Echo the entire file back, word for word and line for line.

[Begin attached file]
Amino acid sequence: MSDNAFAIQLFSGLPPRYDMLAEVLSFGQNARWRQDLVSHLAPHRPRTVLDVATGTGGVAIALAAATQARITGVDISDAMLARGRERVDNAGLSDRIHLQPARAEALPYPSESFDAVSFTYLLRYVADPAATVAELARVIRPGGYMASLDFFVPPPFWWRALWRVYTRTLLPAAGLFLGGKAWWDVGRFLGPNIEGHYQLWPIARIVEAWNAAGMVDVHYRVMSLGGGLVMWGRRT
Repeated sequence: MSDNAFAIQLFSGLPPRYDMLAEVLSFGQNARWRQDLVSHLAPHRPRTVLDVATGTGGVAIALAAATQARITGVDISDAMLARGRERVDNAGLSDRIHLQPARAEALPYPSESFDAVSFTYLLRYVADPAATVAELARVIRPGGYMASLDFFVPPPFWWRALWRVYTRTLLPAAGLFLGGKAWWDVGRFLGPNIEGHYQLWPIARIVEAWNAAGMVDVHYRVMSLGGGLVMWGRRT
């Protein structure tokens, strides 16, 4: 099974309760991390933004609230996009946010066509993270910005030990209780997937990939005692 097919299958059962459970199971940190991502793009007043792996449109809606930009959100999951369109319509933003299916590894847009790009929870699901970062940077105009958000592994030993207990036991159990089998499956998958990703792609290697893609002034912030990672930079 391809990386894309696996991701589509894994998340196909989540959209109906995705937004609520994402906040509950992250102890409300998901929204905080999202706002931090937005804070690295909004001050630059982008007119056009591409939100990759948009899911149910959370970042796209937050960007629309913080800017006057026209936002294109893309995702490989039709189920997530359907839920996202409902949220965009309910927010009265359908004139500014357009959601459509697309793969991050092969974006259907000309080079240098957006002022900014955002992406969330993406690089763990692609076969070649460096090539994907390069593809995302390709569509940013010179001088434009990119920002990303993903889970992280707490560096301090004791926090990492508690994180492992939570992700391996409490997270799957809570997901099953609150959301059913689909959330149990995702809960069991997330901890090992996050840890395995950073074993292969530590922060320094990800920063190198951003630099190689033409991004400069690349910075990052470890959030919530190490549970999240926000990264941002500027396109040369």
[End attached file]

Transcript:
Amino acid sequence: MSDNAFAIQLFSGLPPRYDMLAEVLSFGQNARWRQDLVSHLAPHRPRTVLDVATGTGGVAIALAAATQARITGVDISDAMLARGRERVDNAGLSDRIHLQPARAEALPYPSESFDAVSFTYLLRYVADPAATVAELARVIRPGGYMASLDFFVPPPFWWRALWRVYTRTLLPAAGLFLGGKAWWDVGRFLGPNIEGHYQLWPIARIVEAWNAAGMVDVHYRVMSLGGGLVMWGRRT
Repeated sequence: MSDNAFAIQLFSGLPPRYDMLAEVLSFGQNARWRQDLVSHLAPHRPRTVLDVATGTGGVAIALAAATQARITGVDISDAMLARGRERVDNAGLSDRIHLQPARAEALPYPSESFDAVSFTYLLRYVADPAATVAELARVIRPGGYMASLDFFVPPPFWWRALWRVYTRTLLPAAGLFLGGKAWWDVGRFLGPNIEGHYQLWPIARIVEAWNAAGMVDVHYRVMSLGGGLVMWGRRT
């Protein structure tokens, strides 16, 4: 099974309760991390933004609230996009946010066509993270910005030990209780997937990939005692 097919299958059962459970199971940190991502793009007043792996449109809606930009959100999951369109319509933003299916590894847009790009929870699901970062940077105009958000592994030993207990036991159990089998499956998958990703792609290697893609002034912030990672930079 391809990386894309696996991701589509894994998340196909989540959209109906995705937004609520994402906040509950992250102890409300998901929204905080999202706002931090937005804070690295909004001050630059982008007119056009591409939100990759948009899911149910959370970042796209937050960007629309913080800017006057026209936002294109893309995702490989039709189920997530359907839920996202409902949220965009309910927010009265359908004139500014357009959601459509697309793969991050092969974006259907000309080079240098957006002022900014955002992406969330993406690089763990692609076969070649460096090539994907390069593809995302390709569509940013010179001088434009990119920002990303993903889970992280707490560096301090004791926090990492508690994180492992939570992700391996409490997270799957809570997901099953609150959301059913689909959330149990995702809960069991997330901890090992996050840890395995950073074993292969530590922060320094990800920063190198951003630099190689033409991004400069690349910075990052470890959030919530190490549970999240926000990264941002500027396109040369």